If one were asked to guess who or what in recent history has placed "a mortgage on the Church," one might be expected to answer: the child-raping priests, the chancery staffs that turned a blind eye to raping priests, the bishops who oversaw (sic) such chanceries and thus facilitated such abuse, etc. Well, one would be wrong, however. According to Pope Francis, it is the ordaining of traditionalists to the ministerial priesthood that places "a mortgage on the Church." Who knew?! The indictment by the Pope is here.
Pope Benedict's humble successor Francis also indicts as "mistaken" those who in undoubted "good faith" pursue a "reform of the reform." Readers will no doubt recall that a signal accomplishment of the too-short pontificate of Benedict XVI was a clarification of the concept of the reform of the reform and a resolve to implement one. I had my doubts at the time that a reform of the reform was sufficient for what was ailing the Church, and history has vindicated my doubt, alas. A reform of the reform that can be swept away, indeed ridiculed, as "mistaken" even before its tenth birthday offers about as much ecclesial medicine as a so-called Happy Meal offers nutritional value.
I leave aside for now consideration of Francis's words, in the same address to the Roman clergy, on the Ars Celebrandi. Those words of the Pope would need to be squared his own practice of starting to glance at his watch when liturgies last longer than, say, forty-five minutes, a task up to which I do not feel on the First Friday of this Lent.
Thursday, February 19, 2015
As I have written elsewhere, I favor comprehensive immigration reform, including some form of amnesty for many of the 11-12 million people currently residing in the United States without authorization. But, a formal repreive - even a temporary one - for those residing here illegally must, under our Constitution, come via legislative action not executive fiat. Last November, frustrated by congressional impasse, President Obama directed Homeland Security to give a formal 3 year repreive (called DAPA) to 4 to 5 million persons living in the United States without authorization. It is my assessment that this action and subsequent action by the Secretary of Homeland Security amounted to unconstitutional legislating by the Executive (I may elaborate in a later post).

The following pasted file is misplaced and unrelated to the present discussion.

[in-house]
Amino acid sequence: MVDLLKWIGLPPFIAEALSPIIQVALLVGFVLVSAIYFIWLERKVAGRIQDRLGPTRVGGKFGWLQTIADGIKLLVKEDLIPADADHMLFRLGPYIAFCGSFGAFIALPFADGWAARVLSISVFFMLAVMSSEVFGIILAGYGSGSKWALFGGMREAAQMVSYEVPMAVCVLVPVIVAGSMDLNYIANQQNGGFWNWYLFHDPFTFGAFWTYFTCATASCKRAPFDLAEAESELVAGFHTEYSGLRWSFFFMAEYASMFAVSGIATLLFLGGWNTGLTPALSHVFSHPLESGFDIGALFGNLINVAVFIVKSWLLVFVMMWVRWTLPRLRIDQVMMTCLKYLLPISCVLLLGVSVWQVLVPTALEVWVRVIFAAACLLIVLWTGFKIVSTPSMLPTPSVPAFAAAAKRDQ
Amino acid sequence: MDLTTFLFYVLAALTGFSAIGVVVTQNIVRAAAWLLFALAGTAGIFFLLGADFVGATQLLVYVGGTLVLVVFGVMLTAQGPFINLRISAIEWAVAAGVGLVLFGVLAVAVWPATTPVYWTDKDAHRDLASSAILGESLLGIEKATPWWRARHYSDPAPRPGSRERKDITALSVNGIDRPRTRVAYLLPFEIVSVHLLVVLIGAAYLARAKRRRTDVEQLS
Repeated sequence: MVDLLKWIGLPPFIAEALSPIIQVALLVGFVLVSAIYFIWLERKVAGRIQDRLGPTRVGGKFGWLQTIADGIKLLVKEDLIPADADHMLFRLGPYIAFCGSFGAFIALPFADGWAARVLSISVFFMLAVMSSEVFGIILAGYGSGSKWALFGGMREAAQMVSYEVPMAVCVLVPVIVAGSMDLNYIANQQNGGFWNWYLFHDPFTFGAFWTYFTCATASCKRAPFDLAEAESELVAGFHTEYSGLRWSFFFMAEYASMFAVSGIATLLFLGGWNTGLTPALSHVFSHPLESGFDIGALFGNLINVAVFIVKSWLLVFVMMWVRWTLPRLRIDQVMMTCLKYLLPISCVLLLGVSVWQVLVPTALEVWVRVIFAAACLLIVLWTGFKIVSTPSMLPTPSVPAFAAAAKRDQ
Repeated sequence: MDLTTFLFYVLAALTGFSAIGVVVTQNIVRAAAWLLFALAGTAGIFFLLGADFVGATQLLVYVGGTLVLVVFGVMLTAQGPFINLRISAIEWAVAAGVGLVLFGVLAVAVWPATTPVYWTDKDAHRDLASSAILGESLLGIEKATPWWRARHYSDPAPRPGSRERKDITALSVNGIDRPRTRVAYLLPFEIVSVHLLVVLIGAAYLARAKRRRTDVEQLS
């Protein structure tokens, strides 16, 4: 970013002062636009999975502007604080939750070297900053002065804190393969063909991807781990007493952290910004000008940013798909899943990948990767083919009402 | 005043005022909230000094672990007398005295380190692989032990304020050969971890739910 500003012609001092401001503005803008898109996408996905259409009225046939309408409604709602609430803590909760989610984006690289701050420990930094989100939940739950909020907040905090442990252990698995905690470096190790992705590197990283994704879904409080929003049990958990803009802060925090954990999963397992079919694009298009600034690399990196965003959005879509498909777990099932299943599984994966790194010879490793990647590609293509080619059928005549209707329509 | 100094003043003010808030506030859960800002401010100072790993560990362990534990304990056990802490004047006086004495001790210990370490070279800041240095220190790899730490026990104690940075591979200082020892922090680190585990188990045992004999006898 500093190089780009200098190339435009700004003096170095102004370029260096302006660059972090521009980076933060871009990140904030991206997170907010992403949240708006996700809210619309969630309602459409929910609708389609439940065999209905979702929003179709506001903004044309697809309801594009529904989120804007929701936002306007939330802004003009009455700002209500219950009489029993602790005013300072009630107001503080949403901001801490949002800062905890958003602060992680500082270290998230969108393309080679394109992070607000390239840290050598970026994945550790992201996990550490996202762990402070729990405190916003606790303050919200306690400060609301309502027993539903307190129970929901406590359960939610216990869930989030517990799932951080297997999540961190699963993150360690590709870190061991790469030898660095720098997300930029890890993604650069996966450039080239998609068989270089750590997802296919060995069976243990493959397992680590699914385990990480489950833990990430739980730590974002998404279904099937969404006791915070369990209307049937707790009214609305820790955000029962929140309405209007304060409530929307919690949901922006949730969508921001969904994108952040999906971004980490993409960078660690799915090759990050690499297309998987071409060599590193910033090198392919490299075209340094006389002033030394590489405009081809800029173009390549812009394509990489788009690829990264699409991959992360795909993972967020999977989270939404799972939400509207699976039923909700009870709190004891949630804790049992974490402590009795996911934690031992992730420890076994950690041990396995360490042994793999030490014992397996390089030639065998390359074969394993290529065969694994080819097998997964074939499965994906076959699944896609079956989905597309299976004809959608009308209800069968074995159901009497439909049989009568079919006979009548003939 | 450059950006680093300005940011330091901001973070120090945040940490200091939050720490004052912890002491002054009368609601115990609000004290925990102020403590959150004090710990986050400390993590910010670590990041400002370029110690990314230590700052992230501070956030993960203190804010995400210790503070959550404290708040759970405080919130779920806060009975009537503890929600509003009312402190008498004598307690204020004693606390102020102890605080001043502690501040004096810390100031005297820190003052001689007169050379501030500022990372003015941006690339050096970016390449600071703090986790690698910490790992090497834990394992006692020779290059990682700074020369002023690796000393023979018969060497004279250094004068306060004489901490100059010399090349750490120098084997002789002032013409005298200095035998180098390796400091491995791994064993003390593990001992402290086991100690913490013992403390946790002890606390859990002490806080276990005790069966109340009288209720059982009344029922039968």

26 states sued to enjoin the enforcement of DAPA, and this past Monday a federal judge granted a preliminary injunction halting the implementation of DAPA. In a circumspect opinion, the judge ruled that Homeland Security failed to comply with the notice and comment requirements of the Adminstrative Procedures Act. The court very properly declined to address the constitutional separation of powers issues at the preliminary injunction stage because "[j]udging the constitutionality of action taken by a coequal branch is a 'grave' and 'delicate duty' that the federal judiciary is called on to perform. ... if there is a non-constitutional ground upon which to adjudge the case, 'it is a well-established principle governing the prudent exercise of this Court's jurisdiction that normally the Court will not decide a constitutional question.'"
Based upon its conclusion (rightly I think) that the administration engaged in substantive rulemaking rather than prosecutorial discretion, I have little doubt that this court will find a separation of powers violation if it reaches the constitutional issue, but I applaud the judge's efforts to avoid the constitutional issue.
Dear Governor Brownback, Speaker of the House Merrick, and Senate President Wagle: